Monday, May 30, 2011

Fossil Hunting in Fairhaven

rev. 5-30-2011

The Chesapeake Bay is famous for it's large, complete, and exposed Miocene Formation deposits, best know at the Calvert Cliffs, but extending from Fairhaven to St. Mary's. Since my daughter was small, we would walk these beaches, picking up shark teeth and molluscs and talking about what the Bay might have been like then. When she was very small, it was simple, fun talk of a time when the Bay was ocean, after dinosaurs but before people. Even a small child can see that shells belong to organism that are gone, and with a little explanation, to organisms that can't and don't live in brackish water.

Shark Toothed Dolphin  (Squalodontidae)

Some of our favorite places are the cliffs and beaches near Fairhaven. While the beaches are not littered with the large scallop shells that characterize Calvert Cliffs beaches, there are many small sharks teeth and other small shells, and occasionally something more interesting. Once, to our delight, a small section of vertebrae had been exposed by the passage of a tropical storm.

Thorasic Vertibrae

They were all broken up and scattered, and it took some time to assembly and identify the remains, not being a paleontologist and having only a rudimentary knowledge of mammal skeletons. A trip to the Smithsonian in Washington made it clear that it was a marine mammal, and trip to the Smithsonian Naturalists Center made it clear that it was a dolphin or small whale. Some reading about the formation and the discovery of a small whale skull by others, a short time later only a few feet away, makes it likely that this is from a small whale about 14 million years old.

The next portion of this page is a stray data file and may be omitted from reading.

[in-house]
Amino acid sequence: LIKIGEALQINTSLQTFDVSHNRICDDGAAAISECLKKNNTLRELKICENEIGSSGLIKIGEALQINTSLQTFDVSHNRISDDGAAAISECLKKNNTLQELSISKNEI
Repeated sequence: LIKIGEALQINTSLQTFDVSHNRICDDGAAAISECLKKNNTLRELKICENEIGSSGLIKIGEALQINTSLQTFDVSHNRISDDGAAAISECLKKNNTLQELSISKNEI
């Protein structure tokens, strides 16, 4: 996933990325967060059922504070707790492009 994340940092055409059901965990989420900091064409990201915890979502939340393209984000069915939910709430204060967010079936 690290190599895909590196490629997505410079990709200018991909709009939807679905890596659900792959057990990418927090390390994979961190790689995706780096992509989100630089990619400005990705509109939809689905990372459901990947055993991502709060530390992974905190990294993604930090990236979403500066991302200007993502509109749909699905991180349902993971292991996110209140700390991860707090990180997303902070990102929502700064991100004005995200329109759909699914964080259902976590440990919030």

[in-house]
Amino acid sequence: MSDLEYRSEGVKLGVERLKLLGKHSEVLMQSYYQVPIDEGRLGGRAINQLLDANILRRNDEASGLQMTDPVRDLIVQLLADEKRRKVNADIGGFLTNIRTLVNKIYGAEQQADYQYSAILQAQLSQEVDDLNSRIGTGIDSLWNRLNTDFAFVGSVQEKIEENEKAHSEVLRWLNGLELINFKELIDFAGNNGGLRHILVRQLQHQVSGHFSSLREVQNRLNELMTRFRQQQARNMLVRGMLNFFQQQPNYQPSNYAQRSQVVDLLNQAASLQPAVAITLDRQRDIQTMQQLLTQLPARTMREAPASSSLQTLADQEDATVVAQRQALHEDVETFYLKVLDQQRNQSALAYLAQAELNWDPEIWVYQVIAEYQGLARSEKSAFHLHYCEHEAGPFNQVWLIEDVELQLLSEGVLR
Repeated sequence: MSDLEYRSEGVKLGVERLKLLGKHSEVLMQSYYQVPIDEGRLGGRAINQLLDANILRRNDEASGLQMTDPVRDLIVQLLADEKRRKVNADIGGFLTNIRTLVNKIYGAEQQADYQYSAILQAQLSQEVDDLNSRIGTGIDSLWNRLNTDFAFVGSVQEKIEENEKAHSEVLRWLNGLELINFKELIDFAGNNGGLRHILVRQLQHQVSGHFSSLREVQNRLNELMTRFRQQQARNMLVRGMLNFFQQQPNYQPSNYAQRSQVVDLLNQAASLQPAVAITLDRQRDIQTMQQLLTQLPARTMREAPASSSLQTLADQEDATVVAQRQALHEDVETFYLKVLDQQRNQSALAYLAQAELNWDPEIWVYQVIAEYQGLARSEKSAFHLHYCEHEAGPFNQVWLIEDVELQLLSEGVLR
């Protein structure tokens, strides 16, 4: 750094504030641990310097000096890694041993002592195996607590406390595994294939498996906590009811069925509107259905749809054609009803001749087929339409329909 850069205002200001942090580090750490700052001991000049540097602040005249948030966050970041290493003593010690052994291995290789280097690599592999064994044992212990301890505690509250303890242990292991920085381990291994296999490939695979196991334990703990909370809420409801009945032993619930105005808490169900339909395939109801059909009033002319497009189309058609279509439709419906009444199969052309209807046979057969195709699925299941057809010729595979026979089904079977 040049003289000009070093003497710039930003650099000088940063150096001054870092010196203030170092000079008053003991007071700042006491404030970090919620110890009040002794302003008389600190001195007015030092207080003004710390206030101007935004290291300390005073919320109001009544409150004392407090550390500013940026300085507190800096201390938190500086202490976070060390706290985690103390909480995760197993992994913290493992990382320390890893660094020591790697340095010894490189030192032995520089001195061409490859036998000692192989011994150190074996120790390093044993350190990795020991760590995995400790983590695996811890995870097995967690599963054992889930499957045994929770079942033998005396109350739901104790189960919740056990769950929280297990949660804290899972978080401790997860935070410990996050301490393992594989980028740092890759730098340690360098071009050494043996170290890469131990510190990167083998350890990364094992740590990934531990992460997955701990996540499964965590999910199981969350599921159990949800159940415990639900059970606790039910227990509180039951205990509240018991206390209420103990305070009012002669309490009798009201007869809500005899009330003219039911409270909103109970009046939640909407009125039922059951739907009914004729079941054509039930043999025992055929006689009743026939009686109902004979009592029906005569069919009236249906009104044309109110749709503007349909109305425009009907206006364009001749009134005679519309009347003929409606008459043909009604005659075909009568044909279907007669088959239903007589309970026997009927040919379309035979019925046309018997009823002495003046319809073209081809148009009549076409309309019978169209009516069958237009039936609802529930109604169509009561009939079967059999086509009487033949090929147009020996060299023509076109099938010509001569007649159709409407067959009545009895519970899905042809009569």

Arrowheads are always tricky to date, even more so when found loose on the surface. Since there are no context or excavation clues, the best that can be done is compare this artifact to others that are better dated. This could be anywhere between one thousand and several thousand years old; I'm guessing Bakers Creek style, about 2,400 BCE since we have found others of that type in the area, but it's worn and could be older, perhaps 5,000-7,000 BCE.

Other times, it was evidence of our human past--and perhaps evidence that Fairhaven has been a nice spot for a long time. All I know is that my daughter could spot an arrowhead in a mall parking lot given time to look; she has found several on the beach.

Pretty neat.

Note: Since nearly all of the cliffs and beaches adjoin private property, stay on the beach and be a quiet visitor. Please do not dig anywhere as erosion is a serious problem. Additionally, that many of these cliffs are not too stable, and that after heavy rains collapses and land slides are common. There have been fatalities and some cliff beaches are closed for this reason (the cliffs grow progressively less stable, heading south). Do not climb on the cliffs.


  1. It does make me feel younger.

    When you first pick them up you think "yeah, old bones, maybe 20 years," but when you investigate and learn the actual number, it blows the mind. The way I see it, the human brain is still primitive and can only handle numbers up to about 20; beyond that we use a computer, and abacus, paper and pencil, or at least scratch with a stick in the sand. Math was invented and symbolism is required.

    It can make you feel either irrelevant or awed; I beat my chest and choose the later.